December 01, 2017

NAFCU witness to testify on RBC concerns before House panel

NAFCU witness Brian Ducharme, president and CEO of MIT Federal Credit Union (Cambridge, Mass.), will detail credit unions' concerns about the NCUA's risk-based capital rule (RBC) and comment on other legislation consequential to credit unions during a House Financial Services subcommittee hearing Thursday. His testimony marks the ninth time a NAFCU witness will deliver testimony before Congress this year.

During the hearing, Ducharme will provide members of the House Financial Services Subcommittee on Financial Institutions and Consumer Credit with his and NAFCU's assessment of five bills that aim to provide regulatory relief to credit unions and other financial institutions. The hearing begins at 2 p.m. Eastern Thursday.

One bill being considered, which was recently introduced by Rep. Bill Posey, R-Fla., would repeal the NCUA's RBC rule, which is set to go into effect Jan. 1, 2019.

Over the past three years, NAFCU has consistently opposed the NCUA's RBC rulemaking and urged its withdrawal because of the adverse effects it would have on the credit union industry – particularly as a result of regulatory burdens and costs. NCUA Chairman J. Mark McWatters has indicated that revisiting this rulemaking is on his list of priorities.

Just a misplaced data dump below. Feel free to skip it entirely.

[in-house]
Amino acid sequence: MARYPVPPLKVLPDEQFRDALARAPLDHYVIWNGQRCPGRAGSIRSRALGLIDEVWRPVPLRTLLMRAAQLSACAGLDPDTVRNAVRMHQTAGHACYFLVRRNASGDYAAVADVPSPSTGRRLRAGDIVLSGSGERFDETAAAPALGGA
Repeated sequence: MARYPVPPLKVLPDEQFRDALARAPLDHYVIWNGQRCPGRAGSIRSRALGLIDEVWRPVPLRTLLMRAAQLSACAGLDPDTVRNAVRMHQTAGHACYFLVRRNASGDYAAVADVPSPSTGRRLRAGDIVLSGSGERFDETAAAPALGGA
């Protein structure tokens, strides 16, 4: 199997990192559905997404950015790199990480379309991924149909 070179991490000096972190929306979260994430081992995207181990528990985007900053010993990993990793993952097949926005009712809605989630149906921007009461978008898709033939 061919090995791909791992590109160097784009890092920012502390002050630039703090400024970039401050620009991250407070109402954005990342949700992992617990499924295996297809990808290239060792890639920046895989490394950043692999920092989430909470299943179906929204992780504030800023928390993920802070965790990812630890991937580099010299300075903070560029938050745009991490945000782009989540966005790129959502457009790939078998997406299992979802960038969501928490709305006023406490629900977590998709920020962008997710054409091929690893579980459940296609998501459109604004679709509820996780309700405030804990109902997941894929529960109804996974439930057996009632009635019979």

NAFCU believes legislative changes are necessary to bring about comprehensive capital reform for credit unions, such as allowing credit unions to have access to supplemental capital sources and making statutory changes needed to design a true risk-based capital system for credit unions.

The subcommittee will also hear testimony on the following:

  • Mortgage Fairness Act of 2017 (H.R. 2570), which would amend the Truth in Lending Act to clarify points and fees of a mortgage loan do not include other compensation amounts that are already taken into account when setting the loan's interest rate.
  • Transparency and Accountability for Business Standards Act (H.R. 3179), which would require federal banking agencies to publish their reasoning and cost-benefit analysis when issuing stringent regulations.
  • Business of Insurance Regulatory Reform Act of 2017 (H.R. 3746), which would exempt persons regulated by a state insurance regulator from CFPB authority.
  • Comprehensive Regulatory Review Act of 2017, which would require federal financial regulators to review regulations and identify those that are outdated or otherwise unnecessary.